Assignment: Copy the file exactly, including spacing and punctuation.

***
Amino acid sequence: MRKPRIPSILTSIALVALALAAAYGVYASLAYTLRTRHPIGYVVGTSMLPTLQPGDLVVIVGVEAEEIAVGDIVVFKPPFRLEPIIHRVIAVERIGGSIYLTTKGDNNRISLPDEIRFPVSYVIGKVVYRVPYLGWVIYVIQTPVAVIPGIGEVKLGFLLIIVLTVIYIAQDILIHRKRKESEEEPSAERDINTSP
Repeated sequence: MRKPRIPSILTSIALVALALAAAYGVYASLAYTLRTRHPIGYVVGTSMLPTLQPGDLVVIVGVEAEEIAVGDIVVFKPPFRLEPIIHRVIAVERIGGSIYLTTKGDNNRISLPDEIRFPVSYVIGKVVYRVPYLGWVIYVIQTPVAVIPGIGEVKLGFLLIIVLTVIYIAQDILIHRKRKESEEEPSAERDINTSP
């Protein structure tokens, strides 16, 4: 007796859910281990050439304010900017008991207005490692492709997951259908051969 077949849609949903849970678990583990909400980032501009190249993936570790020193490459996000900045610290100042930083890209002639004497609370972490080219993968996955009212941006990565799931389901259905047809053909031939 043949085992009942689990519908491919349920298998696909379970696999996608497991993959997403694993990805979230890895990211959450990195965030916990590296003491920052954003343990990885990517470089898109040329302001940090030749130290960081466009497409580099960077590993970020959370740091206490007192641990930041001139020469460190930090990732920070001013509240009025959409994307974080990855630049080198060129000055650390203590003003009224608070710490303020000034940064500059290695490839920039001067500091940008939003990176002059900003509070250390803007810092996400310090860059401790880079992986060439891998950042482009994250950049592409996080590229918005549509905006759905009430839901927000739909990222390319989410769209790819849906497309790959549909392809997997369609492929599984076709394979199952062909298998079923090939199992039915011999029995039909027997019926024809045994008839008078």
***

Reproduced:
Amino acid sequence: MRKPRIPSILTSIALVALALAAAYGVYASLAYTLRTRHPIGYVVGTSMLPTLQPGDLVVIVGVEAEEIAVGDIVVFKPPFRLEPIIHRVIAVERIGGSIYLTTKGDNNRISLPDEIRFPVSYVIGKVVYRVPYLGWVIYVIQTPVAVIPGIGEVKLGFLLIIVLTVIYIAQDILIHRKRKESEEEPSAERDINTSP
Repeated sequence: MRKPRIPSILTSIALVALALAAAYGVYASLAYTLRTRHPIGYVVGTSMLPTLQPGDLVVIVGVEAEEIAVGDIVVFKPPFRLEPIIHRVIAVERIGGSIYLTTKGDNNRISLPDEIRFPVSYVIGKVVYRVPYLGWVIYVIQTPVAVIPGIGEVKLGFLLIIVLTVIYIAQDILIHRKRKESEEEPSAERDINTSP
């Protein structure tokens, strides 16, 4: 007796859910281990050439304010900017008991207005490692492709997951259908051969 077949849609949903849970678990583990909400980032501009190249993936570790020193490459996000900045610290100042930083890209002639004497609370972490080219993968996955009212941006990565799931389901259905047809053909031939 043949085992009942689990519908491919349920298998696909379970696999996608497991993959997403694993990805979230890895990211959450990195965030916990590296003491920052954003343990990885990517470089898109040329302001940090030749130290960081466009497409580099960077590993970020959370740091206490007192641990930041001139020469460190930090990732920070001013509240009025959409994307974080990855630049080198060129000055650390203590003003009224608070710490303020000034940064500059290695490839920039001067500091940008939003990176002059900003509070250390803007810092996400310090860059401790880079992986060439891998950042482009994250950049592409996080590229918005549509905006759905009430839901927000739909990222390319989410769209790819849906497309790959549909392809997997369609492929599984076709394979199952062909298998079923090939199992039915011999029995039909027997019926024809045994008839008078």